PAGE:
Slavery, the War on Black Family While slavery in America was an institution that was started over 400 years ago, the affects were so horrific that it is still felt today by modern day African Americans. Many families had to deal with the constant stress of being sold which made it difficult to have a normal family life. Slaves were sold to pay off debts, an owner dying and his slaves were sold in an estate sale, or when an owner’s children would leave the home to begin a life of their own, they would take slaves with them. Often times, children were not raised by their parents, other family members of someone designated to watch the children because the mother and father had to work long hours and the children were too young to join them.
He also struggled for stopping the racial violation and helped the fleeing slaves to escape. One of the main point of Douglass’s speech was slavery should be stopped. And he also argued that what’s the point of celebrating Fourth July if the term liberty doesn’t apply equally for all? He also exhibited that a slave is also a human being like others. If white people have the right to utilize all the rights and facilities as a citizen, on the whole as a human, why will the black people lead a life as sub human?
The legendary abolitionist and orator Frederick Douglass was one of the most important social reformers of the nineteenth century. Being born into slavery on a Maryland Eastern Shore plantation to his mother, Harriet Bailey, and a white man, most likely Douglass’s first master was the starting point of his rise against the enslavement of African-Americans. Nearly 200 years after Douglass’s birth and 122 years after his death, The social activist’s name and accomplishments continue to inspire the progression of African-American youth in modern society. Through his ability to overcome obstacles, his strive for a better life through education, and his success despite humble beginnings, Frederick Douglass’s aspirations stretched his influence through
Most of his time was in the movement of the abolition of slavery. He did not want any other black person to face brutality, humiliation, and pain. His arguments became very useful in the anti-slavery movement. It is through his experiences of being a slave that he urged for the abolition of slavery (Douglass, 1845). Douglass’ style of narration makes the reader to be involved in the story emotionally.
In April of 1861, the first month of the civil war, Alfred M. Green gave a speech to encourage his fellow African Americans to “prepare to enlist” and fight for the north. The north was fighting to preserve the Union and end slavery while the opposing side, the south, fought to defend slavery. Although they could not fight in the war, and did not want to, he felt that African Americans should “strive to be admitted to the ranks.” In his speech, Green uses many different methods to persuade them to join the Union forces.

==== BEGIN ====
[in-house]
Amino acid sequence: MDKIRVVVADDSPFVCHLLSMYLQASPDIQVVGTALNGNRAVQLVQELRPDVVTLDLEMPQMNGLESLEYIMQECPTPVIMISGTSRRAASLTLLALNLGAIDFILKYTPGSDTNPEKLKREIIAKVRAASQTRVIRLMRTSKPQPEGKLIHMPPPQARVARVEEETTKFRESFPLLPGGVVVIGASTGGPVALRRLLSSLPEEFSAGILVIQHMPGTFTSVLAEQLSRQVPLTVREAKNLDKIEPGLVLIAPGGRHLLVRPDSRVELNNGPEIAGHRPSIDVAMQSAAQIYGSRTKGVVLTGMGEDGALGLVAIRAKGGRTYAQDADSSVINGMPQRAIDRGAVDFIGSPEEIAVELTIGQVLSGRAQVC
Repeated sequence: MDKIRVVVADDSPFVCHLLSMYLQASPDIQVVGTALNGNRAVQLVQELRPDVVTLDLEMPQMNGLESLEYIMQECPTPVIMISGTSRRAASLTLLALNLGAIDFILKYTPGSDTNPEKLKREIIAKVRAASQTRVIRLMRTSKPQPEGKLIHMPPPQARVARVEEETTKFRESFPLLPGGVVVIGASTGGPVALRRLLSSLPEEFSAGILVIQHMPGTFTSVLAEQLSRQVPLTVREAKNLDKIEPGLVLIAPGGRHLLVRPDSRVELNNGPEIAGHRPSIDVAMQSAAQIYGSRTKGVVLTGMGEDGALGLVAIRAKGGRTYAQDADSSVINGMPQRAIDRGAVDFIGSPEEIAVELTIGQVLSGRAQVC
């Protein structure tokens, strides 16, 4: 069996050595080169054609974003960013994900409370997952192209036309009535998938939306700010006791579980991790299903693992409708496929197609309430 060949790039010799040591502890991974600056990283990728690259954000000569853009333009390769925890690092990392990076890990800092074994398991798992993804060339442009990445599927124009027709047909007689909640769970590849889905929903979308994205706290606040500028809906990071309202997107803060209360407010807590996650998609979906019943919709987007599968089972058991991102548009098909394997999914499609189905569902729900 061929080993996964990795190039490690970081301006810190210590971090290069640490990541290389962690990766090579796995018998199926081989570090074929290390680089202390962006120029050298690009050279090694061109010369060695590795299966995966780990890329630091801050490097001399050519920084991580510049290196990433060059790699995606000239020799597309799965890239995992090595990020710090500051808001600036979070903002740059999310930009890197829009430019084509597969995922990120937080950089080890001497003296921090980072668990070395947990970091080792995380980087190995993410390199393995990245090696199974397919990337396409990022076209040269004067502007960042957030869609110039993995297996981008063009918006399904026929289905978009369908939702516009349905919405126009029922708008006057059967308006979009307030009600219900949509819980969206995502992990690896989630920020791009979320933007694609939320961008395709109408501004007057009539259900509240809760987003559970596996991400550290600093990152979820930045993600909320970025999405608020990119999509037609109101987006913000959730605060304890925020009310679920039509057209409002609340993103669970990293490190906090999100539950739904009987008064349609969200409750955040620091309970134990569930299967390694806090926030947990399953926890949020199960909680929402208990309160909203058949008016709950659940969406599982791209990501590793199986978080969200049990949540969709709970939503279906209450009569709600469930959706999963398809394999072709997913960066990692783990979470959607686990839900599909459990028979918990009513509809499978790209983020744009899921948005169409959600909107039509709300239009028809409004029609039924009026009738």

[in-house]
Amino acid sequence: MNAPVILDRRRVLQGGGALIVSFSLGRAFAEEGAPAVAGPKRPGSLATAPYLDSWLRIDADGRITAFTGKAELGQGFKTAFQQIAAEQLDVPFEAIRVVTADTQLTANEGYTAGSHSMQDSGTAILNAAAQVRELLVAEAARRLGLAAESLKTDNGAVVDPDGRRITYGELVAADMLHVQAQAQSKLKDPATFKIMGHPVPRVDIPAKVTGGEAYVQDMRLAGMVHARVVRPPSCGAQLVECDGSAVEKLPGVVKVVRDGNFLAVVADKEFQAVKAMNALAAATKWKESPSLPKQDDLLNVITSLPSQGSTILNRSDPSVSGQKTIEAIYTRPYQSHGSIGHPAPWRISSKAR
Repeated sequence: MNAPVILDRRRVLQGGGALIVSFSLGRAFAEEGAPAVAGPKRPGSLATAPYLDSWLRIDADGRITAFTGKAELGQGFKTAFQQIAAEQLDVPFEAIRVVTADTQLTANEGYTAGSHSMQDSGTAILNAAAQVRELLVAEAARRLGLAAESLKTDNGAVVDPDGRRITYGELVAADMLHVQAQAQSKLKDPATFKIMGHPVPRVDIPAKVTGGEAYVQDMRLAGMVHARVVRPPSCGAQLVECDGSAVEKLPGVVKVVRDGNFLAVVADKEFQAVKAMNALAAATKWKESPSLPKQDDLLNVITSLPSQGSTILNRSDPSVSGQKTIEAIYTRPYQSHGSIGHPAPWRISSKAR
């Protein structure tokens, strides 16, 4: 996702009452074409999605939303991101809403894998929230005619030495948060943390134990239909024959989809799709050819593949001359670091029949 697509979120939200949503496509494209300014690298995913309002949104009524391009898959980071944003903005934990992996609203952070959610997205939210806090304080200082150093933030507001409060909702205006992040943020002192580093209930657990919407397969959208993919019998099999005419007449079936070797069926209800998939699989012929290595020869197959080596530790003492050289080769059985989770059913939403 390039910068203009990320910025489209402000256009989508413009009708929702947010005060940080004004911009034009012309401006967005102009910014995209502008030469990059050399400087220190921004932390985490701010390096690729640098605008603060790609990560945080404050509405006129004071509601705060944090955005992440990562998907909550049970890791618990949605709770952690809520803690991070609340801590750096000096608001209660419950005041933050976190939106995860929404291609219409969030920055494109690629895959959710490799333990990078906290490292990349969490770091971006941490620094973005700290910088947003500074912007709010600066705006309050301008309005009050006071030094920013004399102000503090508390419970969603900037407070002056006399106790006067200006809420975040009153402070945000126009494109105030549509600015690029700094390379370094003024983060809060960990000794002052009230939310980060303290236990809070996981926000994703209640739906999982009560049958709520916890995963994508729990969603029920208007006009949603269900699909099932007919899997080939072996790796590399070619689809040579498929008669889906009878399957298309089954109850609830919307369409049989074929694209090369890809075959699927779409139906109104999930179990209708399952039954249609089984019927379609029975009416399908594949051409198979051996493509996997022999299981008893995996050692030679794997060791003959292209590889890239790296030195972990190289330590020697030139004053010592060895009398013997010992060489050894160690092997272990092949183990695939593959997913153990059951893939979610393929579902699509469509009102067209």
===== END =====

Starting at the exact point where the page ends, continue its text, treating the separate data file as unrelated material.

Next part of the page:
The speech given by Alfred M. Green in Philadelphia in April 1861 contains a dynamic and potent message calling African Americans to enlist in the Union Army. Green uses emotional diction, appeals to patriotism, and the authority of religion to persuade African Americans to join his cause. His effective use of pathos and ethos also contribute to his argument. Throughout the speech, Green uses emotional diction to express the need for African Americans to enlist and help fight the Civil War.
Frederick Douglass was a great writer, but he wasn’t always. He was an escaped slave who used that in his speeches as a topic to gain the attention of his audience. His audience was a seemingly sympathetic one and got to them through rhetorical questions. Douglass wanted to convey the message that there are many changes that need to be made.
Frederick Douglass was able to stand up for what he believed in because he did not focus on the negatives of slavery. He was not a so called “normal” slave because he focused on education, versus working, which is what most slaves were forced to focus on. Douglass even took his slave life to another level when he attacked his master, Mr. Covey , an act of defiance and standing up for himself. Douglass notes that “it was a glorious resurrection” that was from “the tomb of slavery” , and after hitting Mr. Covey he felt as if he were in “the heaven of freedom” (Douglass). Douglass beats up his master, a clear sign of rebelliousness as well as courageousness.